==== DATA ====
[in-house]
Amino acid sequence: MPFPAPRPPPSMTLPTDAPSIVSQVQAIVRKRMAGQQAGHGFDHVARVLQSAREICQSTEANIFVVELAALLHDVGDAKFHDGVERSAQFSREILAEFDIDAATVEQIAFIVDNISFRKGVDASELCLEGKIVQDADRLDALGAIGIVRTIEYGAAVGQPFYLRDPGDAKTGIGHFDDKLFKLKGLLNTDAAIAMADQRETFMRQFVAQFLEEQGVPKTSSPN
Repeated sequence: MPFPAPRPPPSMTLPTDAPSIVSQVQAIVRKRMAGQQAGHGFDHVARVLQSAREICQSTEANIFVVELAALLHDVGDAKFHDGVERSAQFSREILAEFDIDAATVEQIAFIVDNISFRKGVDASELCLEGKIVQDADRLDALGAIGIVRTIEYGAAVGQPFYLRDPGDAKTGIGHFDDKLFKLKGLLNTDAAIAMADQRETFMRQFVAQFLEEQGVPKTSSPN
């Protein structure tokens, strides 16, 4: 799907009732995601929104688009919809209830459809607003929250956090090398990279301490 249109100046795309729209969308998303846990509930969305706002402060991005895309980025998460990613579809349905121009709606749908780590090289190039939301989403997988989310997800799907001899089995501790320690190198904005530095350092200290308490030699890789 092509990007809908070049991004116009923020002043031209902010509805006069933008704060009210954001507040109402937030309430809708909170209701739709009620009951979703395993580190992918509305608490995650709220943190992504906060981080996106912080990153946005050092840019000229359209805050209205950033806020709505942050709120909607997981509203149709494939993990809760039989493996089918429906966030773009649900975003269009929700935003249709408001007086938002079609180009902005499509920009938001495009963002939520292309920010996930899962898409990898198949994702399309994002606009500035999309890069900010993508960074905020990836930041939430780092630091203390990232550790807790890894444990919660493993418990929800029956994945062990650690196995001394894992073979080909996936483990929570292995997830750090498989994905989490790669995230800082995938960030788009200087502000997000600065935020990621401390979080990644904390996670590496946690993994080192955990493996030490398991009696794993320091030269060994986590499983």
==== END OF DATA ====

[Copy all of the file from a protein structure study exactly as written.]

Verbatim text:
[in-house]
Amino acid sequence: MPFPAPRPPPSMTLPTDAPSIVSQVQAIVRKRMAGQQAGHGFDHVARVLQSAREICQSTEANIFVVELAALLHDVGDAKFHDGVERSAQFSREILAEFDIDAATVEQIAFIVDNISFRKGVDASELCLEGKIVQDADRLDALGAIGIVRTIEYGAAVGQPFYLRDPGDAKTGIGHFDDKLFKLKGLLNTDAAIAMADQRETFMRQFVAQFLEEQGVPKTSSPN
Repeated sequence: MPFPAPRPPPSMTLPTDAPSIVSQVQAIVRKRMAGQQAGHGFDHVARVLQSAREICQSTEANIFVVELAALLHDVGDAKFHDGVERSAQFSREILAEFDIDAATVEQIAFIVDNISFRKGVDASELCLEGKIVQDADRLDALGAIGIVRTIEYGAAVGQPFYLRDPGDAKTGIGHFDDKLFKLKGLLNTDAAIAMADQRETFMRQFVAQFLEEQGVPKTSSPN
């Protein structure tokens, strides 16, 4: 799907009732995601929104688009919809209830459809607003929250956090090398990279301490 249109100046795309729209969308998303846990509930969305706002402060991005895309980025998460990613579809349905121009709606749908780590090289190039939301989403997988989310997800799907001899089995501790320690190198904005530095350092200290308490030699890789 092509990007809908070049991004116009923020002043031209902010509805006069933008704060009210954001507040109402937030309430809708909170209701739709009620009951979703395993580190992918509305608490995650709220943190992504906060981080996106912080990153946005050092840019000229359209805050209205950033806020709505942050709120909607997981509203149709494939993990809760039989493996089918429906966030773009649900975003269009929700935003249709408001007086938002079609180009902005499509920009938001495009963002939520292309920010996930899962898409990898198949994702399309994002606009500035999309890069900010993508960074905020990836930041939430780092630091203390990232550790807790890894444990919660493993418990929800029956994945062990650690196995001394894992073979080909996936483990929570292995997830750090498989994905989490790669995230800082995938960030788009200087502000997000600065935020990621401390979080990644904390996670590496946690993994080192955990493996030490398991009696794993320091030269060994986590499983």